• Jo,

    Try and stay on topic. You have no idea where I live and I have no interest in what you think.

    Sammy Morse,

    I refer you to Victoria O’Hara and Clare Neilly’s articles in the local press, for some reason the family think the Provos done it but then I guess they are biased, right?

    Never mind, I hear Willie Frazer has come to their rescue.

  • Turgon

    There is much talk here about evidence of whether or not the IRA were involved in this murder. We need to be careful what we mean when we talk about evidence and how this evidence is construed.

    I am not a lawyer but I am aware that the criminal standard of proof is beyond reasonable doubt. That is clearly the correct standard of proof required before anyone is convicted of a crime. Indeed should those alledged to be guilty of this murder ever stand trial that would, entirely appropriately, be the standard required to convict them. The reality is, however, that there are historical precedents for it being extremely difficult to achieve convictions of terrorists due to problems such as witness intimidation etc.

    The standard of evidence by which we judge whether or not the IRA was involved in this killing may, however, be different. To decide that an organisation is behind such a murder may not require such a standard of proof. Since the IRA are meant to have gone away and no longer be a threat to society then it is rerasonable for a standard of proof such as balance of probabilities to be used. Some might even suggest that in view of the history of terrorist criminality in South Armagh and neighbouring areas of RoI it is up to the Republican movement to quite convincingly demonstrate that the IRA was not involved. It is biazzare to say the least to have a party in government with inextricable links to people who may have been involved in this murder not to mention many others.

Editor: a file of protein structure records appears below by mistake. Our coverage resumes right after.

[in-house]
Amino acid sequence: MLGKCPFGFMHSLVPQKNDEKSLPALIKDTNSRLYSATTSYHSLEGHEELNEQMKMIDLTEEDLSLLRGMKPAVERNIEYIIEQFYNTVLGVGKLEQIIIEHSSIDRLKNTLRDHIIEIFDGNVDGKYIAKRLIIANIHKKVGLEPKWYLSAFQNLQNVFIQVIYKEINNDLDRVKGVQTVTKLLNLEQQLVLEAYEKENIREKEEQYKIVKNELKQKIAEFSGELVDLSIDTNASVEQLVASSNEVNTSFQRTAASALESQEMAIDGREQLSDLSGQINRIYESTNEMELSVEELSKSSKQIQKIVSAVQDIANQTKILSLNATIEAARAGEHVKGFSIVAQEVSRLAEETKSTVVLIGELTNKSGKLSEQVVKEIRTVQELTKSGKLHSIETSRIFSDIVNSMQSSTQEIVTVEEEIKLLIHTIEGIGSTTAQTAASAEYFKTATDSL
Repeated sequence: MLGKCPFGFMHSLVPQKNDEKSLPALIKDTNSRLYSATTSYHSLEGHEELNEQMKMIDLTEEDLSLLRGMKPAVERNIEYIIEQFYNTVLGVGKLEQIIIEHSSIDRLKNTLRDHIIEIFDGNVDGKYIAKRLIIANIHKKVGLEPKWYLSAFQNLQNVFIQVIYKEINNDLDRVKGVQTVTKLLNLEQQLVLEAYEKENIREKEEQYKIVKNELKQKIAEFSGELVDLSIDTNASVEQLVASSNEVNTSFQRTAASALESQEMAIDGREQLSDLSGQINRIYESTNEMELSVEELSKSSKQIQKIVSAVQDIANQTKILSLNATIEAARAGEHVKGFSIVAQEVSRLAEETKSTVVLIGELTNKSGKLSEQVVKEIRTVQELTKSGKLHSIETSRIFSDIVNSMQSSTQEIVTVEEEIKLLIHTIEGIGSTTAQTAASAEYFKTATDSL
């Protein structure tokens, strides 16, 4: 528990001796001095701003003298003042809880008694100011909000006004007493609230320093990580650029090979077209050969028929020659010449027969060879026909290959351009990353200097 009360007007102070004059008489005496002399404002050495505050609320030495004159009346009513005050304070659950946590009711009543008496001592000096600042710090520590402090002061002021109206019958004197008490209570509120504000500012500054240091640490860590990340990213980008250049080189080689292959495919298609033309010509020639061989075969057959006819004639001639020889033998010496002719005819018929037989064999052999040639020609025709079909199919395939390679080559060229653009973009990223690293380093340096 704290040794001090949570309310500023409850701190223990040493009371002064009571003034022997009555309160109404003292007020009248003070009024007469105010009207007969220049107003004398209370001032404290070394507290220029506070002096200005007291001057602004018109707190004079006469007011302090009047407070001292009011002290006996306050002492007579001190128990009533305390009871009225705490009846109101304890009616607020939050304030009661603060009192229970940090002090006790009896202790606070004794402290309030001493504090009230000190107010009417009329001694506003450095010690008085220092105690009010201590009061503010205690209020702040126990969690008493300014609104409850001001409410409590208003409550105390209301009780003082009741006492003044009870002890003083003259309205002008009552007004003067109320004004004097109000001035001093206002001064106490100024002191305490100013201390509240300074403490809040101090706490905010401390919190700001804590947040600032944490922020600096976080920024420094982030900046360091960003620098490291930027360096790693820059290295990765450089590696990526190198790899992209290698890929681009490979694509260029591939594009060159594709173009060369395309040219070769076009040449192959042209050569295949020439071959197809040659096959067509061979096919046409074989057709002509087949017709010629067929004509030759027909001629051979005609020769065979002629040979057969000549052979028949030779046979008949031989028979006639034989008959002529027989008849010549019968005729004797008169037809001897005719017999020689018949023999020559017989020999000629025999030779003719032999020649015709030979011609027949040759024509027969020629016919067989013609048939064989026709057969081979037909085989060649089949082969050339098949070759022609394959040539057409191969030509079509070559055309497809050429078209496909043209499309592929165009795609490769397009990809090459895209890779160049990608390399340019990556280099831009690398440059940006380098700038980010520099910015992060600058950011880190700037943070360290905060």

In view of the allegations and the history of South Armagh’s troubled past the fact that it is reported that the residents of Cullyhanna are blaming the IRA is evidence. It is not yet conclusive but I would submit that it is enough to make people extremely suspicious that the IRA were involved.

    As Rubicon has previously suggested on another thread Conor Murphy’s extremely rapid denial of republican involvement may be a way of telling people what not to see and so may actually be a device to prevent local people contacting the police with further evidence of IRA involvement.

    I would, however, not be at all surprised if the police come under considerable pressure to not find IRA involvement or at least to not comment on it. The sight of Jeffrey Donaldson et al. potentially preparing the ground for saying this episode is not relevant to DUP involvement with SF in government is quite incredible; and as others have said, shows how some will adopt positions utterly antipathetic to those they so recently adopted in order to keep themselves in government.

  • I wonder…

    DV,

    If you’re going to allege that the people of Cullyhanna – to a man or woman – may know about who killed this young man, you must expect an question about whether you knew about the murderous activities of a man who lived in the village which you provide as your address in your contributions to the News Letter.

    Its reasonable to assume – by the standard that you’re applying to the people of south Armagh – that you, in your turn, knew about Jackson’s activity and therefore, why won’t you answer my question?

  • Jo,

    Because it is;

    a/ Inane.
    b/ Irrelevant.

    I don’t comment here often and when I read the drivel you pour out on these threads, I remember why. On the other hand, many others here make serious points so perhaps it is unfair to Slugger by the dross you posit on it.